Saturday, April 2, 2011

Mango, Tango, Bango!!!

It's the time of the year -spring when those gorgeous little kidney bean-shaped  mangoes, the ataulfo, arrive from Central America to the produce bins of our nearby markets (they come out again in the fall). In markets with lots of space, the mangoes are displayed in their flattering, lavender colored boxes.  The ataulfo that I bought were called champagne mangoes and were imported exclusively by the Ciruli Brothers .  They're also called honey mangoes or Manila mangoes.  Regardless of their appellation they are the supreme mango, almost string less - none of that annoying fibre stuck between your teeth - with a firm, yet flexible texture.  Eating an ataulfo mango is something like eating pure mango flan.  Its firm flesh makes it the ideal ingredient for cutting into a perfect little dice and then adding to other ingredients to make a savory or sweet salad, chutney or salsa.

I made my favorite Seychelloise-style fresh fruit chutney to accompany the other components of a colorful meal.

3 Ataulfo mangoes, peeled, cut into approximate 1/2-inch pieces.  After it's peeled the mango is easily cut from top to bottom off both sides of the  pit, and then another slender slice on each side of it.  These sections are ready to make into perfect diced pieces.
2 scallions, white part (some tiny bit of pale green) chopped
1 Thai hot pepper, minced
1 tablespoon freshly grated ginger
zest and juice of 1 large juicy lime, or 2 small ones
1/2 teaspoon salt

In a medium bowl, toss all the ingredients together.  Cover the bowl and let sit in a cool spot for at least an hour until ready to serve.  Leftover chutney may be stored in a refrigerator in a tightly sealed container for up to a week.

The thing that gets me to decide what to eat as much as the ingredients themselves is their color.  The more vibrant the color the more I'm attracted to the ingredient.  To certify what seems to be whimsical reasoning I might add that the more vibrant the color the higher the nutritional value contained within the produce.   Ah - what a bonus.
RED fruits and vegetables, especially tomatoes contain a high amount of lycopene - an antioxidant.
ORANGE & YELLOW produce, including sweet potatoes, squash, pineapple, mangoes and carrots are high in beta carotene = vitamin A which helps dispel depression, headaches, heartburn and high blood pressure.
BLUE & PURPLE ingredients such as blueberries, blackberries, purple grapes, plums and eggplant contain anthocyanins = antioxidant.
GREEN the color that gives the whole category its name.  This produce is obvious, and gets its color from chlorophyll which = vitamins A,C,& K.  The fiber contained in the greens goes a long way to lower cholesterol.

Add, say, a bright, beautiful pile of pickled red cabbage on the plate with a mound of mango chutney and you've got another part of a trio flavors that will add up to a meal filled with more dips and swirls then most tangos danced in Buenos Aires.   For the pickled cabbage recipe I'm going to send you straight to my friend, Amy's blog, Coconut and Quinoa .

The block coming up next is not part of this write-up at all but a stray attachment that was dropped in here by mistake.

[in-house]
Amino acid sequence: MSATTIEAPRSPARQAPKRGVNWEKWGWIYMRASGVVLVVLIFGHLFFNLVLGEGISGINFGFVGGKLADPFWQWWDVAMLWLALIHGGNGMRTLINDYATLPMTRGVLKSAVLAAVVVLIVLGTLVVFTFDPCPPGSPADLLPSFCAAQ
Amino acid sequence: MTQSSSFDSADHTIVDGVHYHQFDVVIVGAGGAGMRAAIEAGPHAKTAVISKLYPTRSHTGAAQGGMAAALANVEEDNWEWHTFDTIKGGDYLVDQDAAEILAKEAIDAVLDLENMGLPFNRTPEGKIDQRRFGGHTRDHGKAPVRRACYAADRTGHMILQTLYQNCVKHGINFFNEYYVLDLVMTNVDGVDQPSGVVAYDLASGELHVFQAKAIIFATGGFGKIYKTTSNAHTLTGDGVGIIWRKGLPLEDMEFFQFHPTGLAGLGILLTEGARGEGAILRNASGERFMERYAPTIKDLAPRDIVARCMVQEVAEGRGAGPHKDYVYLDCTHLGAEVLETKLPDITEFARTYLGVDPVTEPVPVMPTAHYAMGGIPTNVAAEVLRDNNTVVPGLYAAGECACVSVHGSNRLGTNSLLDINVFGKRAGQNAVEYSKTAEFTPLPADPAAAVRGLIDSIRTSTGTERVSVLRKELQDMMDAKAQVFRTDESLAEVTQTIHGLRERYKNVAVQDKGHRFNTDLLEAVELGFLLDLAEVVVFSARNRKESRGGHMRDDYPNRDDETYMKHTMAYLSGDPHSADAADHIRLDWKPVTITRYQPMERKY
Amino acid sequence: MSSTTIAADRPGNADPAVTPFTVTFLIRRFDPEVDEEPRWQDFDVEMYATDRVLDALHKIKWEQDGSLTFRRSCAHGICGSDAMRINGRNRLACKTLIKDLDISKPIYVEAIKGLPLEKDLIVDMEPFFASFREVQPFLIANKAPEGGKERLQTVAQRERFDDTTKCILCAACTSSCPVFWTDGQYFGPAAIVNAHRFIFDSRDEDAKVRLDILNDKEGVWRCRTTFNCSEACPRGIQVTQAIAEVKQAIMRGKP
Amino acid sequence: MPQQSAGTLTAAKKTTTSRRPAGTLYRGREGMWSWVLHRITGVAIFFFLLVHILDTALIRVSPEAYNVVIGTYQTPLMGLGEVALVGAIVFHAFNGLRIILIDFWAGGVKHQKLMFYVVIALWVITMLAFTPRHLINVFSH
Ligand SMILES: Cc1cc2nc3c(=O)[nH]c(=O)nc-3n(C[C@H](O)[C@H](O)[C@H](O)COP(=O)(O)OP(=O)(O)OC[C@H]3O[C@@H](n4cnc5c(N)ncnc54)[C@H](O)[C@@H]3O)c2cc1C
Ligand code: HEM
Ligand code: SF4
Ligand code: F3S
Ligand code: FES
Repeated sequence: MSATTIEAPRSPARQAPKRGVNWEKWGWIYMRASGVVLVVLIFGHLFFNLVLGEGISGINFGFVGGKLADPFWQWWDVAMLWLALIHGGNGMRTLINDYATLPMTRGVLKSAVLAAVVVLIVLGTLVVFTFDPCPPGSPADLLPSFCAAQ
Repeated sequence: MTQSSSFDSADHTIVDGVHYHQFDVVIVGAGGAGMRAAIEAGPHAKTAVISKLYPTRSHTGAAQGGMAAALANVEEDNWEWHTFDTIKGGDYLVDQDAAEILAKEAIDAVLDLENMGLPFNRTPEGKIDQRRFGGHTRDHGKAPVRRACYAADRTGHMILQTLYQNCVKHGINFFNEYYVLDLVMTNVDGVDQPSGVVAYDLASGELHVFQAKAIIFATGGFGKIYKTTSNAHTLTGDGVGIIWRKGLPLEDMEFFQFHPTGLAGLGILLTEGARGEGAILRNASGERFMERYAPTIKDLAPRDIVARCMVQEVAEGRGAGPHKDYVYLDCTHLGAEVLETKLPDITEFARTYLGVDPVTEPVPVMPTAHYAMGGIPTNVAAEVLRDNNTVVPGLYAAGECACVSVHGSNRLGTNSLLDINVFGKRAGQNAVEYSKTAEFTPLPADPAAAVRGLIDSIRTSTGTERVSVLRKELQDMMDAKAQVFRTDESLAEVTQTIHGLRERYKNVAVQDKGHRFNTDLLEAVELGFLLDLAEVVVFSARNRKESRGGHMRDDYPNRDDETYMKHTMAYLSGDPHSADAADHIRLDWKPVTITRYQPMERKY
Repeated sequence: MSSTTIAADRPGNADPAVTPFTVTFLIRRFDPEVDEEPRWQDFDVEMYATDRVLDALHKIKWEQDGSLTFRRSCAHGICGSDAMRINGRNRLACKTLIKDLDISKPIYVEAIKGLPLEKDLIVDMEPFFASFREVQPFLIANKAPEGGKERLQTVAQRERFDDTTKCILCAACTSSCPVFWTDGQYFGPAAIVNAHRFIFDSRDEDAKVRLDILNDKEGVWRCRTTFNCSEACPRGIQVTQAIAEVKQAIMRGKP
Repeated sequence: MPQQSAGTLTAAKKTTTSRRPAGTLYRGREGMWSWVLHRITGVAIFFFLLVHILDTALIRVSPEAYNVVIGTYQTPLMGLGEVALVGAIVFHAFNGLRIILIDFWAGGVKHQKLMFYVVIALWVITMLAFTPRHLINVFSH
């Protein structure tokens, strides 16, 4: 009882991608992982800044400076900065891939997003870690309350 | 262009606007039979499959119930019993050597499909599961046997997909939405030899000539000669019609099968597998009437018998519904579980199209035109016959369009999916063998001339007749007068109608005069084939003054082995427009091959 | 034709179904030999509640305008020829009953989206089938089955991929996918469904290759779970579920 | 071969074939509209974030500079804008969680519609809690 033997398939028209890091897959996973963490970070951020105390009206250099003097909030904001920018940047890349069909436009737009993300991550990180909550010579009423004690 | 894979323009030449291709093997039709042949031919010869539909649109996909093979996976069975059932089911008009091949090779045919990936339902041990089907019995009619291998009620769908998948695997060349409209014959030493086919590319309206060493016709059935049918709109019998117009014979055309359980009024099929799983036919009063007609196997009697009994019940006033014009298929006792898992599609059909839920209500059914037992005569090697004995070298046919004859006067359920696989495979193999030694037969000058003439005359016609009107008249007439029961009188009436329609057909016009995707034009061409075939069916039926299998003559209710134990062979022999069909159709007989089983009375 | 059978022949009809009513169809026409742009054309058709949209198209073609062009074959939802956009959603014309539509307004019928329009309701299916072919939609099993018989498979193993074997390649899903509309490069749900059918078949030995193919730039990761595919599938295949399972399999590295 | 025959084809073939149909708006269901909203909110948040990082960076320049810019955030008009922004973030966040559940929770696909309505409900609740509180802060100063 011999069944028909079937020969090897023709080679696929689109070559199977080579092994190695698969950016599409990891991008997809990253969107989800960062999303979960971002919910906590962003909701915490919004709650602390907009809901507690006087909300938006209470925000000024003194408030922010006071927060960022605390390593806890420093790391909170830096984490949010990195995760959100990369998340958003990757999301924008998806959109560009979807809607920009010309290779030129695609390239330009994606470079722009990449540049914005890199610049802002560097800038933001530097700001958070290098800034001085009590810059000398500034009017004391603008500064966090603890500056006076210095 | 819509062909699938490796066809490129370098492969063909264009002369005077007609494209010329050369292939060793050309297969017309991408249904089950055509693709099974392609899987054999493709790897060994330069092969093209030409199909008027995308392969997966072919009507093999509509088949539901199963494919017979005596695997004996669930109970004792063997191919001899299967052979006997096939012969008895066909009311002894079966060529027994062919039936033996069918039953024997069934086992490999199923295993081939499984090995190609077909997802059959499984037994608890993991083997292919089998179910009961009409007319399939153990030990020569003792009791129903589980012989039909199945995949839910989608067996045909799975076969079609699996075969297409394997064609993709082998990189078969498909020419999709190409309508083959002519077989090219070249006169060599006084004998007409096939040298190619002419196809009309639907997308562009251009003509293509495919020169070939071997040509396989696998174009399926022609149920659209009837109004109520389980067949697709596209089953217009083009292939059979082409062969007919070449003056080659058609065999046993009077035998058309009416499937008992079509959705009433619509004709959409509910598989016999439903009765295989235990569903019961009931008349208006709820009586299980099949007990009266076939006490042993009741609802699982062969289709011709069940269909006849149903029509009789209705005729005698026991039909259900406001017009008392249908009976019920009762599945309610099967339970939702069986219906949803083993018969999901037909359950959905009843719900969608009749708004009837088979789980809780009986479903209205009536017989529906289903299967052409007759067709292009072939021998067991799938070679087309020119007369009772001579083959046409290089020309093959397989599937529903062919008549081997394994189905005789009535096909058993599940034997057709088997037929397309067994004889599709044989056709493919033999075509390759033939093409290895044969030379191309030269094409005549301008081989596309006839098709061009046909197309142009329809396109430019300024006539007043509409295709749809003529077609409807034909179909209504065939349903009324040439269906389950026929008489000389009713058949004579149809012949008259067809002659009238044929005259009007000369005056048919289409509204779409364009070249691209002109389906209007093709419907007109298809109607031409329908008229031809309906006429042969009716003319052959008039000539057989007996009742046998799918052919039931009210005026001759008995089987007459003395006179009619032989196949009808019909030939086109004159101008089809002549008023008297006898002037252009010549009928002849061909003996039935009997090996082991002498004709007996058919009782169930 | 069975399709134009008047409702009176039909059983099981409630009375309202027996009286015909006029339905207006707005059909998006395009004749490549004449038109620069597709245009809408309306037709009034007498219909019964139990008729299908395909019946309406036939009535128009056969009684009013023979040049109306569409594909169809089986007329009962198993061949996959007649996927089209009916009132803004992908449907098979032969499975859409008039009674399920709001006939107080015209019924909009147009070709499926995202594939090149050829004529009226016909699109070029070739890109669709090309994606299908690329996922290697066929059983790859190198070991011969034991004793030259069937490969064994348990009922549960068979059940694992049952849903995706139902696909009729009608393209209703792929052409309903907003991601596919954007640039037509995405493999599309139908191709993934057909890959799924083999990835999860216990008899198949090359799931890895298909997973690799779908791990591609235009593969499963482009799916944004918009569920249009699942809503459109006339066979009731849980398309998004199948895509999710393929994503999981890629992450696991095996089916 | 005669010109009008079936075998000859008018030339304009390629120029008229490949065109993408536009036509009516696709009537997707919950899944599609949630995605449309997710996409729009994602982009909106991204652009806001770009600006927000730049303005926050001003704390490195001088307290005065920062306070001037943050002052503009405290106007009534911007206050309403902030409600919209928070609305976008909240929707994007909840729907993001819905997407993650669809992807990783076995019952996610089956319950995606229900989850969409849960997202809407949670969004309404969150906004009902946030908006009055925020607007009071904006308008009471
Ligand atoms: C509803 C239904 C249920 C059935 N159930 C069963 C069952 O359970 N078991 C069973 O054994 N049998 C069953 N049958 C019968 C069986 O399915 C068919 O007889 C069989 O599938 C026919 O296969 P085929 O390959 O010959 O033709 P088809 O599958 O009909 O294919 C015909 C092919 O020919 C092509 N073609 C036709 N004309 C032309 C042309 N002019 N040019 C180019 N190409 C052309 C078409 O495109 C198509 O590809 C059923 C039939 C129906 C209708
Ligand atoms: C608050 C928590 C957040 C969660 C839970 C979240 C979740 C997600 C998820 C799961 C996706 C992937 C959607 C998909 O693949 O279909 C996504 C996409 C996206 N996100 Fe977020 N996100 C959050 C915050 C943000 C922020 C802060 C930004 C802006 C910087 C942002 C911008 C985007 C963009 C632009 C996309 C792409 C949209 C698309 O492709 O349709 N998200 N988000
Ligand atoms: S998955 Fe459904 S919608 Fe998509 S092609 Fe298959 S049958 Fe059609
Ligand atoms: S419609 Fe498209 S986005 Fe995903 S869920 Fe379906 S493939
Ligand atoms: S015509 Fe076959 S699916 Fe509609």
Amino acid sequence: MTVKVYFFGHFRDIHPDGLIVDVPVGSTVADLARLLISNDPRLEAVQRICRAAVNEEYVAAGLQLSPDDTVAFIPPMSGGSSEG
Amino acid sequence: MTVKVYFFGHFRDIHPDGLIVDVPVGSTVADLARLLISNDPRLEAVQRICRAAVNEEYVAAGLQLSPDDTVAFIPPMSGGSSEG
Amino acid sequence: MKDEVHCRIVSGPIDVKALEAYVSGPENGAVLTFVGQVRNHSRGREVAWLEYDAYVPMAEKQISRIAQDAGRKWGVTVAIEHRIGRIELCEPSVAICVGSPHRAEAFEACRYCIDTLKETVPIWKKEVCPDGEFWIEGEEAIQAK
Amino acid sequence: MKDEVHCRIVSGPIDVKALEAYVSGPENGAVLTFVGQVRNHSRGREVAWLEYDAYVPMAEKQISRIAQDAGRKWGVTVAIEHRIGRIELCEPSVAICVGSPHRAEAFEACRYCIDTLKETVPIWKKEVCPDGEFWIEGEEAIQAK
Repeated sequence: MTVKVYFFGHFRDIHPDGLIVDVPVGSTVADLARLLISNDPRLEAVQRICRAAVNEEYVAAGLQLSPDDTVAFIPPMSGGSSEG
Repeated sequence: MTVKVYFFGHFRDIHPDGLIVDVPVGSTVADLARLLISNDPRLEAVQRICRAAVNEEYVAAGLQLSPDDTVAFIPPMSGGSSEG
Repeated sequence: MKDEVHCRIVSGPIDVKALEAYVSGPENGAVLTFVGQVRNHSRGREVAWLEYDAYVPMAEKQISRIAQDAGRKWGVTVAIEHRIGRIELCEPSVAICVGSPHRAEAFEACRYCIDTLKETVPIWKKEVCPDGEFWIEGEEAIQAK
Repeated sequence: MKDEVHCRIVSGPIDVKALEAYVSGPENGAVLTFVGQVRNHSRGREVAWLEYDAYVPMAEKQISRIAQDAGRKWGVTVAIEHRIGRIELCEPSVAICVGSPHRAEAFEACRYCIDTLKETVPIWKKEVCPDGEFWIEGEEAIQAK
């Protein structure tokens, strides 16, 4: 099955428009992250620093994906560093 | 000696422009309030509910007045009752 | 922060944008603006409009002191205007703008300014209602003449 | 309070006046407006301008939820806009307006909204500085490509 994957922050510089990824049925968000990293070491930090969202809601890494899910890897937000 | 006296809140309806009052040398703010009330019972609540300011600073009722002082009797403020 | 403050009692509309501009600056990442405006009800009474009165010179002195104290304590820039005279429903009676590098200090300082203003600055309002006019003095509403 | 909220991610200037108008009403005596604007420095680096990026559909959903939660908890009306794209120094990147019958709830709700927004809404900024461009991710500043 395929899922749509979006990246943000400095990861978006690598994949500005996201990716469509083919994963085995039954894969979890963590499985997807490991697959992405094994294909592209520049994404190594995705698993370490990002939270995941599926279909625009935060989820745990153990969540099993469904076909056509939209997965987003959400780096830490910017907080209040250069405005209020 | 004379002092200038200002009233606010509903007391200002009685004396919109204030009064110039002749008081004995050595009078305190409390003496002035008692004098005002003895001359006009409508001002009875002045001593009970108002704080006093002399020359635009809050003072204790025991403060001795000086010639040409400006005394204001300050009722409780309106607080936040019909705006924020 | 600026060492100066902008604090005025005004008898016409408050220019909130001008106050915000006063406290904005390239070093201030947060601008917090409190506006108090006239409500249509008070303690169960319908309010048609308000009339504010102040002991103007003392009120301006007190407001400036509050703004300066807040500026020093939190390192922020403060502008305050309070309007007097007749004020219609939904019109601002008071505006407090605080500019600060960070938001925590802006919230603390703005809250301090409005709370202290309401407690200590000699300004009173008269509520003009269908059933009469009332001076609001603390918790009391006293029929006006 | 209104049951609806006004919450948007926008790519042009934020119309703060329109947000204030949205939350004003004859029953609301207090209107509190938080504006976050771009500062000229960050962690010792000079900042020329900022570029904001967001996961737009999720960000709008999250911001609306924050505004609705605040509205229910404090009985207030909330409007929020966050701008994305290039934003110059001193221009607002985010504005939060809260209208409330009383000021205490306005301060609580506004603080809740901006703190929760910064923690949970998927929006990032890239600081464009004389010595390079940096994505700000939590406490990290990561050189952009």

The protein portion of this group is my version of age tofu - fried  tofu.  In the Japanese kitchen cubes of tofu are covered in corn or potato starch and fried until golden then served in a hot broth made with mirin, dashi, sho-yu then topped with finely chopped green onions, and sometimes grated daikon radish.
Here's what I did:
2 large or  4 small shallots, peeled and thinly sliced
grapeseed or canola oil for frying
rice flour for coating
1 block firm, preferably organic tofu cut into 1 1/2-inch squares

1.  Fill a small skillet, over medium heat with about an inch of oil.  Add the sliced shallots and cook until golden - stir ocassionally or else the ones on the outer edge of the skillet will burn.  Remove the pale gold (they'll continue to cook as they cool) shallots from the oil with a strainer and drain on paper towels.  Reserve the oil.
2.   Add the rice  flour to a dinner plate.  Coat all sides of the tofu with the flour.  
3.   Reheat the shallot-flavored oil to medium.  Add the tofu, in batches, and fry until golden on all sides.  Drain on paper towels.  Serve hot - or at room temperature.

Compose your meal with a stack of tofu covered with fried shallots, a heap of pickled cabbage and
mango chutney.  All the better if you have a turquoise, navy blue or lime green plate for serving.  Bango! -here's a  meal of creamy tofu covered with a crackling crust topped with what seem to be mini fried onions rings, crunchy pickled cabbage, and fragrant, tangy fresh mango chutney.  Healthy? OMG, Yes!  For me, this meal tastes even better when eaten with chopsticks.


This vintage sofa, newly upholstered with Lisa Corti fabric, from John Derian nourishes me visually in the same way as the meal I've just described.  Remember, feed all your senses.

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